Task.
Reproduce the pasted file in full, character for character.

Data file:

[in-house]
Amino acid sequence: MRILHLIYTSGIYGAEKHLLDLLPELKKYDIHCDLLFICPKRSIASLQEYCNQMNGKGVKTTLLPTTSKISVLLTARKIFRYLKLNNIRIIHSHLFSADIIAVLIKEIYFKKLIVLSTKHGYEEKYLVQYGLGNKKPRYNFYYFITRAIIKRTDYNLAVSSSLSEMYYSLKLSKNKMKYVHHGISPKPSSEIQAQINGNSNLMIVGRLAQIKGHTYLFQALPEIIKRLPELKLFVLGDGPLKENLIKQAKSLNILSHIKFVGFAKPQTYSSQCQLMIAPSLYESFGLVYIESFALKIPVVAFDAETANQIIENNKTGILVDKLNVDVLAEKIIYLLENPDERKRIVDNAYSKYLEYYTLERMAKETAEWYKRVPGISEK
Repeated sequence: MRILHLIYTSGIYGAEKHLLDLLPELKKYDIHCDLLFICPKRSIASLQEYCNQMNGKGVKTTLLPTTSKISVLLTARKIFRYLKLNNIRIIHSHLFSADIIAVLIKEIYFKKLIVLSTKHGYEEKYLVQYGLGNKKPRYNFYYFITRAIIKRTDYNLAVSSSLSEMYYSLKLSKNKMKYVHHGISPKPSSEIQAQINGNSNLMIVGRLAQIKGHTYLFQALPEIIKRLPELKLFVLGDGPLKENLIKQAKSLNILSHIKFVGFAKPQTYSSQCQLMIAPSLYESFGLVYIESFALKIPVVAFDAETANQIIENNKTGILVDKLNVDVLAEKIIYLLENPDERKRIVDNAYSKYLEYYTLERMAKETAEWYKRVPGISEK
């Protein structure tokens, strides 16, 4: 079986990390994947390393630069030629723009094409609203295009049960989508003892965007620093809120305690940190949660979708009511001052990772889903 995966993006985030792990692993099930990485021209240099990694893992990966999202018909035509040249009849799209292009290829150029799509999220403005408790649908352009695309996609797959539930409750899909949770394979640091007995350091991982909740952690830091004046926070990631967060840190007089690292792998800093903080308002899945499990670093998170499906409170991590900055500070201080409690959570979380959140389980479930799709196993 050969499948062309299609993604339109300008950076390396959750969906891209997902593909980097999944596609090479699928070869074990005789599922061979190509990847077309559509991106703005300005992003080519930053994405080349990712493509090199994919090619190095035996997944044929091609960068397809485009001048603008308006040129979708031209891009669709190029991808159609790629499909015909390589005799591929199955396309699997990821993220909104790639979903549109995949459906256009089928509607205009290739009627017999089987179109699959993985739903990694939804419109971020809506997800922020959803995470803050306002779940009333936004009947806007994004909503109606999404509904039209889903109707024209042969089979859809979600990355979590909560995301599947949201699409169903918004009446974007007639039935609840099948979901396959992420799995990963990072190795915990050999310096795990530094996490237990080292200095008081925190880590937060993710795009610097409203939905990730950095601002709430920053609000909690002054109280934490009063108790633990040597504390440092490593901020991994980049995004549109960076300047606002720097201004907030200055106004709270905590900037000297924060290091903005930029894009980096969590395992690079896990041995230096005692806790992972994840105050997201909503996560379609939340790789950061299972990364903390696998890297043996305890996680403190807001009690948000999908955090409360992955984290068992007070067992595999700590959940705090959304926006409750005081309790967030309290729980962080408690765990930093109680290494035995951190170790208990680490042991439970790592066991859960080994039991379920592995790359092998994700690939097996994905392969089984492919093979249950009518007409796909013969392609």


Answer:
[in-house]
Amino acid sequence: MRILHLIYTSGIYGAEKHLLDLLPELKKYDIHCDLLFICPKRSIASLQEYCNQMNGKGVKTTLLPTTSKISVLLTARKIFRYLKLNNIRIIHSHLFSADIIAVLIKEIYFKKLIVLSTKHGYEEKYLVQYGLGNKKPRYNFYYFITRAIIKRTDYNLAVSSSLSEMYYSLKLSKNKMKYVHHGISPKPSSEIQAQINGNSNLMIVGRLAQIKGHTYLFQALPEIIKRLPELKLFVLGDGPLKENLIKQAKSLNILSHIKFVGFAKPQTYSSQCQLMIAPSLYESFGLVYIESFALKIPVVAFDAETANQIIENNKTGILVDKLNVDVLAEKIIYLLENPDERKRIVDNAYSKYLEYYTLERMAKETAEWYKRVPGISEK
Repeated sequence: MRILHLIYTSGIYGAEKHLLDLLPELKKYDIHCDLLFICPKRSIASLQEYCNQMNGKGVKTTLLPTTSKISVLLTARKIFRYLKLNNIRIIHSHLFSADIIAVLIKEIYFKKLIVLSTKHGYEEKYLVQYGLGNKKPRYNFYYFITRAIIKRTDYNLAVSSSLSEMYYSLKLSKNKMKYVHHGISPKPSSEIQAQINGNSNLMIVGRLAQIKGHTYLFQALPEIIKRLPELKLFVLGDGPLKENLIKQAKSLNILSHIKFVGFAKPQTYSSQCQLMIAPSLYESFGLVYIESFALKIPVVAFDAETANQIIENNKTGILVDKLNVDVLAEKIIYLLENPDERKRIVDNAYSKYLEYYTLERMAKETAEWYKRVPGISEK
């Protein structure tokens, strides 16, 4: 079986990390994947390393630069030629723009094409609203295009049960989508003892965007620093809120305690940190949660979708009511001052990772889903 995966993006985030792990692993099930990485021209240099990694893992990966999202018909035509040249009849799209292009290829150029799509999220403005408790649908352009695309996609797959539930409750899909949770394979640091007995350091991982909740952690830091004046926070990631967060840190007089690292792998800093903080308002899945499990670093998170499906409170991590900055500070201080409690959570979380959140389980479930799709196993 050969499948062309299609993604339109300008950076390396959750969906891209997902593909980097999944596609090479699928070869074990005789599922061979190509990847077309559509991106703005300005992003080519930053994405080349990712493509090199994919090619190095035996997944044929091609960068397809485009001048603008308006040129979708031209891009669709190029991808159609790629499909015909390589005799591929199955396309699997990821993220909104790639979903549109995949459906256009089928509607205009290739009627017999089987179109699959993985739903990694939804419109971020809506997800922020959803995470803050306002779940009333936004009947806007994004909503109606999404509904039209889903109707024209042969089979859809979600990355979590909560995301599947949201699409169903918004009446974007007639039935609840099948979901396959992420799995990963990072190795915990050999310096795990530094996490237990080292200095008081925190880590937060993710795009610097409203939905990730950095601002709430920053609000909690002054109280934490009063108790633990040597504390440092490593901020991994980049995004549109960076300047606002720097201004907030200055106004709270905590900037000297924060290091903005930029894009980096969590395992690079896990041995230096005692806790992972994840105050997201909503996560379609939340790789950061299972990364903390696998890297043996305890996680403190807001009690948000999908955090409360992955984290068992007070067992595999700590959940705090959304926006409750005081309790967030309290729980962080408690765990930093109680290494035995951190170790208990680490042991439970790592066991859960080994039991379920592995790359092998994700690939097996994905392969089984492919093979249950009518007409796909013969392609």